Conservation planning across realms: enhancing connectivity for multi-realm species.

Published online
08 Mar 2021
Content type
Journal article
Journal title
Journal of Applied Ecology

Hermoso, V. & Vasconcelos, R. P. & Henriques, S. & Filipe, A. F. & Carvalho, S. B.
Contact email(s)

Publication language


Connectivity plays a key role in biodiversity conservation as it sustains ecological processes, such as migrations, important for the maintenance of populations. Connectivity is especially relevant for species that rely on different realms during their life cycle or use different realms daily or seasonally (multi-realm species). However, efforts to address conservation across multiple realms have focused on identifying priority areas for conservation in a single realm (mostly marine) while accounting for threats propagating from other realms or single species needs. Here, we demonstrate how to identify priority areas for conservation across three different realms (freshwater-terrestrial, estuary and marine) for multiple species, including some multi-realm species, that inhabit or move across the three realms, using the Tagus River (Western Iberian Peninsula), its estuary and nearby marine area as a case study. We integrated multiple types of connectivity in the selection of priority areas for conservation, each of them customised to depict important drivers of movement within each realm and across realms: longitudinal connectivity along rivers or multidimensional connectivity in the estuary and marine realms, guided by currents and depth similarity, respectively. We compared the allocation of priority areas and spatial connectivity achieved under three scenarios: no-connectivity, within-realm and cross-realm connectivity scenarios. There were differences in the spatial allocation of priority areas across scenarios. The most remarkable difference laid on the connectivity achieved under each scenario, which experienced a threefold increase when considering connectivity across realms, compared to solutions that considered only connectivity within each realm independently. This improvement in connectivity was especially marked for species that occur across different realms. There were, however, trade-offs between this improvement in connectivity and the increase in the number of planning units selected, especially in the estuary. Synthesis and applications. Addressing connectivity across realms deserves special attention when planning for the conservation of multi-realm species to ensure the adequacy of conservation recommendations to respond to the needs of multi-realm species. Given the potential trade-offs between enhanced cross-realm connectivity and total area needed or internal within-realm connectivity, consideration of cross-realm connectivity must be cautiously evaluated and integrated in multi-realm conservation plans.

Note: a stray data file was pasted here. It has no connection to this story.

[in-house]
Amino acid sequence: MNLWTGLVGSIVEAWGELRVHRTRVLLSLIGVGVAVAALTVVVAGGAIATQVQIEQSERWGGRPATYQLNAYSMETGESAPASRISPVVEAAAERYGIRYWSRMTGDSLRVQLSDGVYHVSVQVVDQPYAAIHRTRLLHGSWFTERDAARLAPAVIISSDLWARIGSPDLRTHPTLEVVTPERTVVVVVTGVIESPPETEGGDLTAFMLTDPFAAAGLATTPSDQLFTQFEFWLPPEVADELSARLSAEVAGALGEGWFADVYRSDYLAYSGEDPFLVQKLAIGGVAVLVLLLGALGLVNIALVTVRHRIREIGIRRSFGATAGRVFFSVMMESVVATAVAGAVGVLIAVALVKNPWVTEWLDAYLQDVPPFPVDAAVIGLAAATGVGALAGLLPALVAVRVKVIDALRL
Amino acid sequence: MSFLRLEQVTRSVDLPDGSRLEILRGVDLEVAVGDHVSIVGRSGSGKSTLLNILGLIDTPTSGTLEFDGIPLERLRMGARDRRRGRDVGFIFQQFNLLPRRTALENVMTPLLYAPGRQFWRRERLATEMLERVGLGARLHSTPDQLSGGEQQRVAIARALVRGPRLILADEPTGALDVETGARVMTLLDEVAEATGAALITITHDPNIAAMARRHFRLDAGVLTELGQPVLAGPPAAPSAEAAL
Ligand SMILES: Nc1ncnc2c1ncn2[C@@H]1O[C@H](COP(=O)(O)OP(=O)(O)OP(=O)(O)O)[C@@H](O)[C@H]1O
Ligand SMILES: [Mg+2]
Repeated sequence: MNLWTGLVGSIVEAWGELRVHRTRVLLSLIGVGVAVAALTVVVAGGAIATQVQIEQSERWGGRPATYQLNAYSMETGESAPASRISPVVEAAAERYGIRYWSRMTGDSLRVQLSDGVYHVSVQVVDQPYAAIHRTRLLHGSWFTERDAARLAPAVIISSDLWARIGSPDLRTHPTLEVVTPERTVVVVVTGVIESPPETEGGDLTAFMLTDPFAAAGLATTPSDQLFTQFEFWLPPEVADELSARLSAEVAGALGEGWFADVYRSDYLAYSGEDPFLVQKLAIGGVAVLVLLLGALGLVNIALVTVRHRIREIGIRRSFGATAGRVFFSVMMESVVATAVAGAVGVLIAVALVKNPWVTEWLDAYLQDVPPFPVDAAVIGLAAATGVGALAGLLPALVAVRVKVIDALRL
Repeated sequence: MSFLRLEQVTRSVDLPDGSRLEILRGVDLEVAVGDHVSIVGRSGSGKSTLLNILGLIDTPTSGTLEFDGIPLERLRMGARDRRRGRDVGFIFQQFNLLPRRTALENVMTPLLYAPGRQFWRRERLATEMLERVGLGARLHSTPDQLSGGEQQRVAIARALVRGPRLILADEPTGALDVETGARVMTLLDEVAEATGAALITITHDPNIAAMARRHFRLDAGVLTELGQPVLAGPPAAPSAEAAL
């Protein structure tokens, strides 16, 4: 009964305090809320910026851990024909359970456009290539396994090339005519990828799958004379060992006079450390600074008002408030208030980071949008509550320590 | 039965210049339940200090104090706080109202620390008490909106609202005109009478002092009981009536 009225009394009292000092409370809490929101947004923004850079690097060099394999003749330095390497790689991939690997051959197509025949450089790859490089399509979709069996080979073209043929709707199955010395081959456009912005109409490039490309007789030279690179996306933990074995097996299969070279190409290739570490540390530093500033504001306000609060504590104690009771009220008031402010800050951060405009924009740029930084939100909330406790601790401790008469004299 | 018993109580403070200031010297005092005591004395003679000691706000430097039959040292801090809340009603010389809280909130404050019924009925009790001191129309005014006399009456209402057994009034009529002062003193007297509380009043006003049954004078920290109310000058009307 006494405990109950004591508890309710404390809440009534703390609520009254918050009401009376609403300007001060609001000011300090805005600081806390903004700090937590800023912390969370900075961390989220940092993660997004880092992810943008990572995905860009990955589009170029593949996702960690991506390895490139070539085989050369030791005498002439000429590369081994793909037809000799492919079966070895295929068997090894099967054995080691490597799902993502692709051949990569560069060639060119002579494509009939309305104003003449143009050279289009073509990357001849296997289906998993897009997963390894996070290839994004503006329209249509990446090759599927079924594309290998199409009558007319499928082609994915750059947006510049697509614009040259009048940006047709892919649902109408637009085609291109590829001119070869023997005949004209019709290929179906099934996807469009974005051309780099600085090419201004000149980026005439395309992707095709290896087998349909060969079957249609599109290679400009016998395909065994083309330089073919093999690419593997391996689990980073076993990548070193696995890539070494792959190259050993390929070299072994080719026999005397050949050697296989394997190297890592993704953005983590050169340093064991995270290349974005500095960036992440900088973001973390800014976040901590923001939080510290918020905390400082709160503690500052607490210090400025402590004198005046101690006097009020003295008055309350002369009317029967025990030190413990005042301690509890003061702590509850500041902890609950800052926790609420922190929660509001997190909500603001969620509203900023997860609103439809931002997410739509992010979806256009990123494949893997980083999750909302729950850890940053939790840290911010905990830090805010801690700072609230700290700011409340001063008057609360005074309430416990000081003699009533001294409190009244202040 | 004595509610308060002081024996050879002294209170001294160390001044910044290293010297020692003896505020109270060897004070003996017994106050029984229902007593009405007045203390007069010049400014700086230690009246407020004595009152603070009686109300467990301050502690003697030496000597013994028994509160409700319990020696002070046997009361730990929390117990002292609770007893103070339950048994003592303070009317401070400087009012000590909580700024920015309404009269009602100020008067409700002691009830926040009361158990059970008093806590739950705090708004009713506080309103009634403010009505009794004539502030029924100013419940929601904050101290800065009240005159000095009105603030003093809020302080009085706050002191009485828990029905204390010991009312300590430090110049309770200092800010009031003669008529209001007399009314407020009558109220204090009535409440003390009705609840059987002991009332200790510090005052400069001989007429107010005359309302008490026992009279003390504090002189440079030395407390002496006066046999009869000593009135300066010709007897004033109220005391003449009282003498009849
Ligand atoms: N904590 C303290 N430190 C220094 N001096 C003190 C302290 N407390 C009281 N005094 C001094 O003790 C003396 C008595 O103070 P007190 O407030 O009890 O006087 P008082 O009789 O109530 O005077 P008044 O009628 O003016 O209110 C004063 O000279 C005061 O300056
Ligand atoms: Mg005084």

Key words